July 17th, 2013

Day 0

The call came at about 5:45am and I was deeply asleep. Debby awoke and understood before I did, and I swam up out of the depths and became immediately calm and I hope I let her know that I loved her as I went to answer the phone. It was one of those moments of cascading realization, where your understanding comes avalanching down, a great thing falling, and then a moment later it settles into a new stability. When Debby awoke I felt from her an immediate sadness as I came a moment later to understand that only one call would be coming to me at this time of morning, this morning. Sometimes you are made privy to many things all at once, and as I walked to the phone in the cool morning I could feel in that moment of her understanding and mine just behind it the many years of our time together and the way communication starts to happen not just wordlessly but sympathetically, a resonance between you that comes from feeling for so many years each other's vibrations. Of course I didn't consciously think any of this but I remember the feeling as I walked into the other room and picked up the phone and heard my sister sob.

July 16th, 2013

The news from New Mexico was good. My father was stable, they told me. He appeared to be peaceful. No need to rush back, my mom said. Why not take another day in Colorado?

That sounded relaxing, grounding, expansive. Yes, I said. I'll come back Thursday the 18th instead.

I made plans to spend the 17th with my friend Chris Blarsky. Our conversations were always profoundly interesting and deeply invigorating. I figured Chris's perspective on things would send me back to New Mexico with some interesting new ideas about making the most of my remaining time there, however long that ended up being.

The intensity of the experience I was dealing with in New Mexico had contributed to me not sleeping more than about four hours per night all summer (not without pharmaceutical aid, anyway), but I'd found the time back in Colorado really rejuvenating. I'd slept deeply and long every night. The night of the 16th was no different.

July 15th, 2013

...was a Monday, and I recall it with something of a sadness, for on that day I engaged in a deep self-betrayal, and the repercussions were substantial and long-lived.

You'll forgive the vagueness. Some things can only be spoken of in the abstract.

In my life I have often practiced self-excoriation in the face of even my average mistakes; when I look back on something as destructive as what I did that day, my self-judgment has generally been brutal, has brooked no quarter.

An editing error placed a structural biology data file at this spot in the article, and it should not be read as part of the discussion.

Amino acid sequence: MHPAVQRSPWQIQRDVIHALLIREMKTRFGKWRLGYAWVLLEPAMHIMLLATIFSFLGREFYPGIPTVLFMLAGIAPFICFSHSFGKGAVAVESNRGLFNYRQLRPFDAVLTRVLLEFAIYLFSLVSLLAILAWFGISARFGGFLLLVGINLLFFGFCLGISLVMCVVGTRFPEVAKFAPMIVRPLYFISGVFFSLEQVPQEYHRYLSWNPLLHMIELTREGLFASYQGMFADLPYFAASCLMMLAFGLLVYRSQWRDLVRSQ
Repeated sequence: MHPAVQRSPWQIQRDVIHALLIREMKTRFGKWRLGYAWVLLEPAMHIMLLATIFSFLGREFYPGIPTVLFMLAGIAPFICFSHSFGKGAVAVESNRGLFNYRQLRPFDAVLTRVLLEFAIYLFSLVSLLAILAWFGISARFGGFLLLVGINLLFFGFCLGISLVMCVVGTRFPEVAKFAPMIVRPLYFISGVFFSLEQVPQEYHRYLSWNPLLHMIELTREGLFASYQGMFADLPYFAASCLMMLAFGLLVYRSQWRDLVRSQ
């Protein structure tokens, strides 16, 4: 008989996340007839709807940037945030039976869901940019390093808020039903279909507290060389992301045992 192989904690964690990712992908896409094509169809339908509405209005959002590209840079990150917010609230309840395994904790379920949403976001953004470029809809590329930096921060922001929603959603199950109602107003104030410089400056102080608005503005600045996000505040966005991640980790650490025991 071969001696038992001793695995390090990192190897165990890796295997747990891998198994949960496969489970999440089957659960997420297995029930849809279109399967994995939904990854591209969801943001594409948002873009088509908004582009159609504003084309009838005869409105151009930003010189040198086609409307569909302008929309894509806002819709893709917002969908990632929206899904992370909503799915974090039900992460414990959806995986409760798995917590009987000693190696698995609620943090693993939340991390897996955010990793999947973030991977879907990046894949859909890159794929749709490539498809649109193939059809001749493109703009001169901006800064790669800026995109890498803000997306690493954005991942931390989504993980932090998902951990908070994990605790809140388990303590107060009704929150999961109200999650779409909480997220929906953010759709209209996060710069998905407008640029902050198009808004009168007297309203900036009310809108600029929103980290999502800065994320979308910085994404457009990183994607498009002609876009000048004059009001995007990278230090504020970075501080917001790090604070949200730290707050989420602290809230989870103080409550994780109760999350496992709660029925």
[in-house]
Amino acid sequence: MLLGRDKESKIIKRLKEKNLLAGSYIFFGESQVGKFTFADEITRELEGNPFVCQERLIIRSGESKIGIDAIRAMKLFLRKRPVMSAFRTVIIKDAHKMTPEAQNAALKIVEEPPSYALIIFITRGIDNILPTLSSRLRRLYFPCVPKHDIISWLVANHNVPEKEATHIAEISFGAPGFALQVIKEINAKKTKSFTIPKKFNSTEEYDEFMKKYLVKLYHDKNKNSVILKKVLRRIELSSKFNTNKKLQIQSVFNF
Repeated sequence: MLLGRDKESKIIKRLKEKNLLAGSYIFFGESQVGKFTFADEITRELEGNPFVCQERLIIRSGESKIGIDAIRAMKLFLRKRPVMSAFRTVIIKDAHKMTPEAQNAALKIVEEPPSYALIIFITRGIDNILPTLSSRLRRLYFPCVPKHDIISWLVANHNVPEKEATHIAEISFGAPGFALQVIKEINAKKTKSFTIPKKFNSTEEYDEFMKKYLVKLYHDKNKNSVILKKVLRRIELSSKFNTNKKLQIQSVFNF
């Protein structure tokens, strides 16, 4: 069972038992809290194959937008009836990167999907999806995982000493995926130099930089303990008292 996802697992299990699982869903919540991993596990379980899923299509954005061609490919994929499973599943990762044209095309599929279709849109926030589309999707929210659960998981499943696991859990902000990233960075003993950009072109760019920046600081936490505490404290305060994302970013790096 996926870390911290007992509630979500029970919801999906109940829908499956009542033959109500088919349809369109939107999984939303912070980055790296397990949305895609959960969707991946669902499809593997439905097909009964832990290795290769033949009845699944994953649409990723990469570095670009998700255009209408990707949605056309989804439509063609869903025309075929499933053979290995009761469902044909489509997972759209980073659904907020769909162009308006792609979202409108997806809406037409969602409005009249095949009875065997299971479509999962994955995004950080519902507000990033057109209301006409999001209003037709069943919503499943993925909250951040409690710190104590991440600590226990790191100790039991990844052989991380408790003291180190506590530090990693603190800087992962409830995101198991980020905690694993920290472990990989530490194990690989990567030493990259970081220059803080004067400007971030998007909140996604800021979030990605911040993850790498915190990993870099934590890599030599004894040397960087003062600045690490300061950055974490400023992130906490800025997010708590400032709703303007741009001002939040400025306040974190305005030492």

But sadness, but grief: those are different. Those are not things you whip yourself with.

You see, Jerry has taught me a few things. Jerry likes to say, in the face of mistakes, "What did I have to learn?" Jerry says, "I'll do better next time."

I suppose it speaks well of my growth over the last almost-year that I don't find myself reaching for that bloodthirsty penitent lash when I look back on that day. I acted out of fear; the repercussions were substantial: I had something to learn, and I did learn. I have faced opportunities to make similar mistakes since then, and while I can't say I have entirely vanquished that cruel and compelling fear, I am here today to say that I did better the next times it came around.

Having witnessed the damage in my life from self-betrayals--the one I speak of here, and others too, some still coiled in my psyche, ready to draw blood--I have developed and continue to develop a different and more complete integrity. It's a process, integrity, not a destination, and there are always temptations, and even a cursory glance at my life shows how much growth still remains. But things are so much better in my life now. Surely that is evidence that I am more true to myself than I was that day two years ago. Because I know this: if you act consistently out of integrity with yourself, the universe will test you and test you and test you until you learn.